I perform a large number of anterior cruciate ligament reconstructing, I input data into the national ligament registry which demonstrates my patients to have high levels of function and return to activity post surgery.
I attempt to tailor the surgery I perform to the patient's injury, age, anatomy and sporting activity. With this surgery there are a number of options in terms of technique, and also what we use to replace the ligament. I am proficient at all the various techniques rather than just using one so can discuss all the options available with you.
In a very few cases it may be possible to directly repair the ligament rather than borrowing tissue from elsewhere to make a new ligament. This is only possible if the ligament has pulled off cleanly from the thigh bone side of the joint and not snapped in the middle, surgery also needs to be performed a few weeks after injury. Even then success is not guaranteed. However it does mean that no tissue is taken from elsewhere and if successful is the most natural result.
In patients who are regularly performing contact sports such as rugby I will often use the middle part of the knee-cap tendon. This graft uses bone from the knee cap and tibia to heel into tunnels that are drilled as part of the reconstruction.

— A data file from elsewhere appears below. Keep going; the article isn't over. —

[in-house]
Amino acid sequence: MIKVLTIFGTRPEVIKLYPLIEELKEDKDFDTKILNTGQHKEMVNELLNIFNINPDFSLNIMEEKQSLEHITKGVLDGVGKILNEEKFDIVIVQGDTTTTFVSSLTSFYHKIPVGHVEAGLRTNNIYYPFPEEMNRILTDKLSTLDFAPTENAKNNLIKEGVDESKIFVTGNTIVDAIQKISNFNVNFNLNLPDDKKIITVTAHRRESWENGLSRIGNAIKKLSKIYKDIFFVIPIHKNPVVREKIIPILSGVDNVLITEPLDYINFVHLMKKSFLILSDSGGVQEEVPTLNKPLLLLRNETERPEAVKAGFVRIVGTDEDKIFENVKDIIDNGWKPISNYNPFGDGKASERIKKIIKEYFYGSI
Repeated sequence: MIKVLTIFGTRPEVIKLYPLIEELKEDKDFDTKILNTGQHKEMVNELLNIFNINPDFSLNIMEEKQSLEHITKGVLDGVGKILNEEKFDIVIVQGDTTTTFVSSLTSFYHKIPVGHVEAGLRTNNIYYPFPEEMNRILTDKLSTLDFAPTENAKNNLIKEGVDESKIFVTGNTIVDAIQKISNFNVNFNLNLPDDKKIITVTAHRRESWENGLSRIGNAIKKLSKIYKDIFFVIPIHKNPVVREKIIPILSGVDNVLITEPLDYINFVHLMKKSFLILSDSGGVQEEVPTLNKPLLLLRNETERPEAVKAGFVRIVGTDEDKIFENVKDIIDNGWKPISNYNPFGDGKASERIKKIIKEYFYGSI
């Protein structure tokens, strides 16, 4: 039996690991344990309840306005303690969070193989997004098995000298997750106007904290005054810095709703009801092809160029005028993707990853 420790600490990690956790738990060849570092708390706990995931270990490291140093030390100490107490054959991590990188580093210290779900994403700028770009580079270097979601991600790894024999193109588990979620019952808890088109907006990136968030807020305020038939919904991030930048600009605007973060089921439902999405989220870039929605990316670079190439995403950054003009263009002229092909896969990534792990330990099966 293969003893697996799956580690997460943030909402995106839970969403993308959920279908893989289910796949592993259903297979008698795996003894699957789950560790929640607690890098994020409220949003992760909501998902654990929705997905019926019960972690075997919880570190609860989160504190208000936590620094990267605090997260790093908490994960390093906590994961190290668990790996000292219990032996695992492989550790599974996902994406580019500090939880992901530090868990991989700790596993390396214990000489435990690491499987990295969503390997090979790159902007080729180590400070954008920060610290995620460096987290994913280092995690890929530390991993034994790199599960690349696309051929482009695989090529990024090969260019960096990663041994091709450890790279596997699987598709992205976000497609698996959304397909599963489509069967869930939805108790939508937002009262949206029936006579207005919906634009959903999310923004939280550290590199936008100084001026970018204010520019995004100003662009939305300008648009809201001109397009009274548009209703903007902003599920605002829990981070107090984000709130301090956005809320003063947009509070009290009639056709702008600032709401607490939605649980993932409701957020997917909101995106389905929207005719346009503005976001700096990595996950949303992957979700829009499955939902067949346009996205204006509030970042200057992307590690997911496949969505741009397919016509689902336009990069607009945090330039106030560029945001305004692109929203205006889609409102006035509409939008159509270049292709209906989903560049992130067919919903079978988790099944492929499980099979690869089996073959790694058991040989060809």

In most patients I will use 1 or 2 hamstring tendons folded over to make a new ligament. This has the advantage of being slightly easier to recover from. We can also sometimes consider using the quadriceps tendon.
LET (Lateral Extraarticular Tenodesis)
Despite our best efforts some cruciate ligament reconstructions sustain a re-injury and the reconstructed ligament is re-injured. Many studies have shown this to affect around 10% of reconstructions. However there are some patients or situations where we recognise that the risk of re-injury is much higher than that. One way that has recently been shown to reduce that re-injury rate is to reinforce the reconstruction with a procedure on the outside of the knee where some tissue is re-routed to help control the rotation of the knee which is often the cause of injury. This procedure is known as a Lateral Extraarticular Tenodesis. I have been using this procedure to improve the results of surgery patients who I consider to be at higher risk.
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